severe beauty of the Greek sculptors, who systematically gave a majestic immobility to all the features. On the contrary, I noticed here, with surprise, a marked intention on the artist's part to reproduce malice verging on viciousness. All the features were slightly contracted. The eyes were rather oblique, the mouth raised at the corners, the nostrils a trifle dilated. Disdain, irony, and cruelty were to be read in the nevertheless beautiful face.
Truly, the more one gazed at the statue the more one experienced a feeling of pain that such wonderful beauty could be allied to such an absence of all sensibility.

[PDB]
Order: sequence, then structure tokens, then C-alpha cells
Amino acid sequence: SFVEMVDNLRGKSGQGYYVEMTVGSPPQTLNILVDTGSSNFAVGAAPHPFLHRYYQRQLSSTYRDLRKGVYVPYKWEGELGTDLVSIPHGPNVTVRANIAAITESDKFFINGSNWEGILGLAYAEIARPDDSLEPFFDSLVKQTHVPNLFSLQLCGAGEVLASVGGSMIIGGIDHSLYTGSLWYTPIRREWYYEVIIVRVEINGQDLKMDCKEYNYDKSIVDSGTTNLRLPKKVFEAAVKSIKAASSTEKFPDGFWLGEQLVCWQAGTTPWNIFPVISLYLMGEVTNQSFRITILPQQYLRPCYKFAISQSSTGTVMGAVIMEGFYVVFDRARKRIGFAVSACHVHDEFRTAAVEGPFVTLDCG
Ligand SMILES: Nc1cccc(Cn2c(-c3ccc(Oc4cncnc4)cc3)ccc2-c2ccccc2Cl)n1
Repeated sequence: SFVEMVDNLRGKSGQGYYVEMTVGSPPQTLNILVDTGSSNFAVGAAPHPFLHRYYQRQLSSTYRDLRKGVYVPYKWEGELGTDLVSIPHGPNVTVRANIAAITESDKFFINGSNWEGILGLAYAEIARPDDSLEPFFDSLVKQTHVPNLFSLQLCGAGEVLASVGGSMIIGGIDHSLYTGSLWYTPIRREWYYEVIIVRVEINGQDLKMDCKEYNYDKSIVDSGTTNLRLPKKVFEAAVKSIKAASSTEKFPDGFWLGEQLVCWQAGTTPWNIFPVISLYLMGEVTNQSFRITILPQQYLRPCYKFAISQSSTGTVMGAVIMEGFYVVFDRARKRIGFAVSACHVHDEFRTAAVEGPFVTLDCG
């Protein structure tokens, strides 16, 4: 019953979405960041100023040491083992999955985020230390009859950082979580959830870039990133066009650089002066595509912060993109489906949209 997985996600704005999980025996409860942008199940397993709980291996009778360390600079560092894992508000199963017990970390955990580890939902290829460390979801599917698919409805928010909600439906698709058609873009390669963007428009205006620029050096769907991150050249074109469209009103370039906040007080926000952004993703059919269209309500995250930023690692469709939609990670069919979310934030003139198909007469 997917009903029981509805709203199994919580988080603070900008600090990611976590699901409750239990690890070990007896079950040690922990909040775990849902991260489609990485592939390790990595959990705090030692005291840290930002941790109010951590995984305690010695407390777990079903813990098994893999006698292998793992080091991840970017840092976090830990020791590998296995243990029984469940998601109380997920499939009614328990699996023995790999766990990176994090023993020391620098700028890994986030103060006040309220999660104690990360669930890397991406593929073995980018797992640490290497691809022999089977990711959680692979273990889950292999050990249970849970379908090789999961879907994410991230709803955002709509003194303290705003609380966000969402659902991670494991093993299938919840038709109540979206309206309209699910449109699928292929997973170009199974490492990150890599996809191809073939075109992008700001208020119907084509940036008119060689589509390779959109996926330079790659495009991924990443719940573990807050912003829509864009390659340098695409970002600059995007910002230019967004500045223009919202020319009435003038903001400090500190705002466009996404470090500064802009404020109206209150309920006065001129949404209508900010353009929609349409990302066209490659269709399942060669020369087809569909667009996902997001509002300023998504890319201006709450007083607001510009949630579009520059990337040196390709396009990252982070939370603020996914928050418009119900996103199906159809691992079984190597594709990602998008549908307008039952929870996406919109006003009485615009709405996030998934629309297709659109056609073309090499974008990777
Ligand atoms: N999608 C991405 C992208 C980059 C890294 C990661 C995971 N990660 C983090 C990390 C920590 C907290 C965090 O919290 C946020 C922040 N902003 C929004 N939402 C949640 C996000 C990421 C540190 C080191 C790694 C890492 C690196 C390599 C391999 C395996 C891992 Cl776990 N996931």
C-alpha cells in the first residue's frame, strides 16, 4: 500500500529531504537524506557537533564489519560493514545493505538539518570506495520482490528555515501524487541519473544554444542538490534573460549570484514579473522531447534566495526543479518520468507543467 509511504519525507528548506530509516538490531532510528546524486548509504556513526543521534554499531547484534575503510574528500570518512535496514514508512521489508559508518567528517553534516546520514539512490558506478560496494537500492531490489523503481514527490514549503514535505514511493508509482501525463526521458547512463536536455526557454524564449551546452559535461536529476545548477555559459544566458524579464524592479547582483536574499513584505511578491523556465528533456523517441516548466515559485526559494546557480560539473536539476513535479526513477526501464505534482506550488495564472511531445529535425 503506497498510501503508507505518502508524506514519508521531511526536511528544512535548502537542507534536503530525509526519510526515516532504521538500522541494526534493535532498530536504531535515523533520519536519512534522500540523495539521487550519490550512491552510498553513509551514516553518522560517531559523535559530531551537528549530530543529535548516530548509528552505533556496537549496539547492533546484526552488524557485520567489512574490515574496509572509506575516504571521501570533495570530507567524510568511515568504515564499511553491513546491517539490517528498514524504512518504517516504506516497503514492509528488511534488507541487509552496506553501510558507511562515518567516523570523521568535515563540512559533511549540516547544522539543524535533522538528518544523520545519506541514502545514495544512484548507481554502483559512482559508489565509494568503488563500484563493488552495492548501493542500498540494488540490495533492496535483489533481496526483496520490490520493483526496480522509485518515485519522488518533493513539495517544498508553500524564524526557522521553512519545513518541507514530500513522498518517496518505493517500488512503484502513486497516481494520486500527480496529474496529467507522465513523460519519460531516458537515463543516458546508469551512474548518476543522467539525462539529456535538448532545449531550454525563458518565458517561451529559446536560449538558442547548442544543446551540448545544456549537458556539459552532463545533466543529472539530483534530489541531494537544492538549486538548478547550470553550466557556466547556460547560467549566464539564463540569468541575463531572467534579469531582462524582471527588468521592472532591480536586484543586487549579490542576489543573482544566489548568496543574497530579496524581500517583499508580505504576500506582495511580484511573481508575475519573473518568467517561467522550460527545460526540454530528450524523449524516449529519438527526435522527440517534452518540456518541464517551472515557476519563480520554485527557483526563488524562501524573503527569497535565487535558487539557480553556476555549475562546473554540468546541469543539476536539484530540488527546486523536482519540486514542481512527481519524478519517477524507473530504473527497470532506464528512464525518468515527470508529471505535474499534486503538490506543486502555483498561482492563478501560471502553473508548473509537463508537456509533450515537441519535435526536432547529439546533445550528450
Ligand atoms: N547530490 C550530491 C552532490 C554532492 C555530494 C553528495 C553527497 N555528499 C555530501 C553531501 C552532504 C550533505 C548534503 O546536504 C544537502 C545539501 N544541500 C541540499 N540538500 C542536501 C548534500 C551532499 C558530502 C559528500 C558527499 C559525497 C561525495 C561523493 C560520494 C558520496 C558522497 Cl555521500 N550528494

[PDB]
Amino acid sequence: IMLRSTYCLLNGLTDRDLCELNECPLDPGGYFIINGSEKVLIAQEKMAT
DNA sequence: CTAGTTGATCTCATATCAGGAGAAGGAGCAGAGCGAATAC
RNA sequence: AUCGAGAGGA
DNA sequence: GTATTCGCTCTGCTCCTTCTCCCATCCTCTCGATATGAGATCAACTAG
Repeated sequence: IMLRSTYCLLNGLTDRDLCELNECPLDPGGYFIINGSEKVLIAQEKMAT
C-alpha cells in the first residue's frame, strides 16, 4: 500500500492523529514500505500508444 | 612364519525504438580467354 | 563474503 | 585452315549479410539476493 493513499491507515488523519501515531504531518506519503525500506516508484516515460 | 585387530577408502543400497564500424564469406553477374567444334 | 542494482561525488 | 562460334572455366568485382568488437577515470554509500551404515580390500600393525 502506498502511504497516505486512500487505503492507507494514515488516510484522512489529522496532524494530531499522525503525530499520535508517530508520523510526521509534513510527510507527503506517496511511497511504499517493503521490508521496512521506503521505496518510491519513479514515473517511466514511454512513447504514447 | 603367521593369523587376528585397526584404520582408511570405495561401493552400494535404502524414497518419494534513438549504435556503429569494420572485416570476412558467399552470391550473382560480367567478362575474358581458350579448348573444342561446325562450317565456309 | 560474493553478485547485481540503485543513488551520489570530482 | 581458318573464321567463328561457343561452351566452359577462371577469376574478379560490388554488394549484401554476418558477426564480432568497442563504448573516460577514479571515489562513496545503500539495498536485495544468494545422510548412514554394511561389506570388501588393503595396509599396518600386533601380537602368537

"If the model ever existed," I said to M. de Peyrehorade, "and I doubt if heaven ever produced such a woman, how I pity her lovers! She must have taken pleasure in making them die of despair. There is something ferocious in her expression, and yet I have never seen anything more beautiful."
"'Cest Venus tout entière à sa proie attachée!'" cried M. de Peyrehorade, delighted with my enthusiasm.
But the expression of demoniac irony was perhaps increased by the contrast of the bright silver eyes with the dusky green hue which time had given to the statue. The shining eyes produced a sort of illusion which simulated reality and life. I remembered what my guide had said, that those